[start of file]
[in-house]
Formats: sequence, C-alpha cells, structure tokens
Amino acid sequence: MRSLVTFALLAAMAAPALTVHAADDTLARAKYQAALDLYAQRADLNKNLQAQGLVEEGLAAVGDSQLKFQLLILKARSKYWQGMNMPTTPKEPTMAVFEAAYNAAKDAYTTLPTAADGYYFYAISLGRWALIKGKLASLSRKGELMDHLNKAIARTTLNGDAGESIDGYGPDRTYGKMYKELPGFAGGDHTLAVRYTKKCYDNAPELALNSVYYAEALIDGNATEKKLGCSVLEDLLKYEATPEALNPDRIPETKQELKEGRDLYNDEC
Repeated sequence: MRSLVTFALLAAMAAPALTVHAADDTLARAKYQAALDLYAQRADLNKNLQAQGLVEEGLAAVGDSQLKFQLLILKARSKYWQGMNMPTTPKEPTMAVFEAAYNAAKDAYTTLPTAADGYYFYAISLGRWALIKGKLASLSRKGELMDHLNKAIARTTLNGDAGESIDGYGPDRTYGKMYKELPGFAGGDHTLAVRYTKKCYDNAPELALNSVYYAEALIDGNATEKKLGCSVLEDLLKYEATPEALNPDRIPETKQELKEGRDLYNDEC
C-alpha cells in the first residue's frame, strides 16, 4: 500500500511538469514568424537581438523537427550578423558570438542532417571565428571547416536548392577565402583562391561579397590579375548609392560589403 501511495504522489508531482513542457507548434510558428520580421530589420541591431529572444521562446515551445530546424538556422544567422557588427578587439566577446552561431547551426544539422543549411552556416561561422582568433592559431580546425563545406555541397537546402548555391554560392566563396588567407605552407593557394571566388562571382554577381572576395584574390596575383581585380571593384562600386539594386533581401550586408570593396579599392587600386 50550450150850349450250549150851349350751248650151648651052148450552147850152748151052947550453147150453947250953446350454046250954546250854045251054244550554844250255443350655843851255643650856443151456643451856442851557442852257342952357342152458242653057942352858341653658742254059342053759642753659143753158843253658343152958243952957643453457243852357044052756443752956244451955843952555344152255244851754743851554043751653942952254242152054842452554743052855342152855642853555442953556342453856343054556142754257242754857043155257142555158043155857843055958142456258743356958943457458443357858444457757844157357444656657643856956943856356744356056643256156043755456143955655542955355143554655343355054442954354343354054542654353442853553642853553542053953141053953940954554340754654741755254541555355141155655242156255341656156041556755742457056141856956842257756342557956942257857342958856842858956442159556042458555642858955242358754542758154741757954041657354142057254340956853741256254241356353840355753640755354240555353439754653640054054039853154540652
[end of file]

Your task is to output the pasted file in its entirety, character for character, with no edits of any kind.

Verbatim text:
[in-house]
Formats: sequence, C-alpha cells, structure tokens
Amino acid sequence: MRSLVTFALLAAMAAPALTVHAADDTLARAKYQAALDLYAQRADLNKNLQAQGLVEEGLAAVGDSQLKFQLLILKARSKYWQGMNMPTTPKEPTMAVFEAAYNAAKDAYTTLPTAADGYYFYAISLGRWALIKGKLASLSRKGELMDHLNKAIARTTLNGDAGESIDGYGPDRTYGKMYKELPGFAGGDHTLAVRYTKKCYDNAPELALNSVYYAEALIDGNATEKKLGCSVLEDLLKYEATPEALNPDRIPETKQELKEGRDLYNDEC
Repeated sequence: MRSLVTFALLAAMAAPALTVHAADDTLARAKYQAALDLYAQRADLNKNLQAQGLVEEGLAAVGDSQLKFQLLILKARSKYWQGMNMPTTPKEPTMAVFEAAYNAAKDAYTTLPTAADGYYFYAISLGRWALIKGKLASLSRKGELMDHLNKAIARTTLNGDAGESIDGYGPDRTYGKMYKELPGFAGGDHTLAVRYTKKCYDNAPELALNSVYYAEALIDGNATEKKLGCSVLEDLLKYEATPEALNPDRIPETKQELKEGRDLYNDEC
C-alpha cells in the first residue's frame, strides 16, 4: 500500500511538469514568424537581438523537427550578423558570438542532417571565428571547416536548392577565402583562391561579397590579375548609392560589403 501511495504522489508531482513542457507548434510558428520580421530589420541591431529572444521562446515551445530546424538556422544567422557588427578587439566577446552561431547551426544539422543549411552556416561561422582568433592559431580546425563545406555541397537546402548555391554560392566563396588567407605552407593557394571566388562571382554577381572576395584574390596575383581585380571593384562600386539594386533581401550586408570593396579599392587600386 50550450150850349450250549150851349350751248650151648651052148450552147850152748151052947550453147150453947250953446350454046250954546250854045251054244550554844250255443350655843851255643650856443151456643451856442851557442852257342952357342152458242653057942352858341653658742254059342053759642753659143753158843253658343152958243952957643453457243852357044052756443752956244451955843952555344152255244851754743851554043751653942952254242152054842452554743052855342152855642853555442953556342453856343054556142754257242754857043155257142555158043155857843055958142456258743356958943457458443357858444457757844157357444656657643856956943856356744356056643256156043755456143955655542955355143554655343355054442954354343354054542654353442853553642853553542053953141053953940954554340754654741755254541555355141155655242156255341656156041556755742457056141856956842257756342557956942257857342958856842858956442159556042458555642858955242358754542758154741757954041657354142057254340956853741256254241356353840355753640755354240555353439754653640054054039853154540652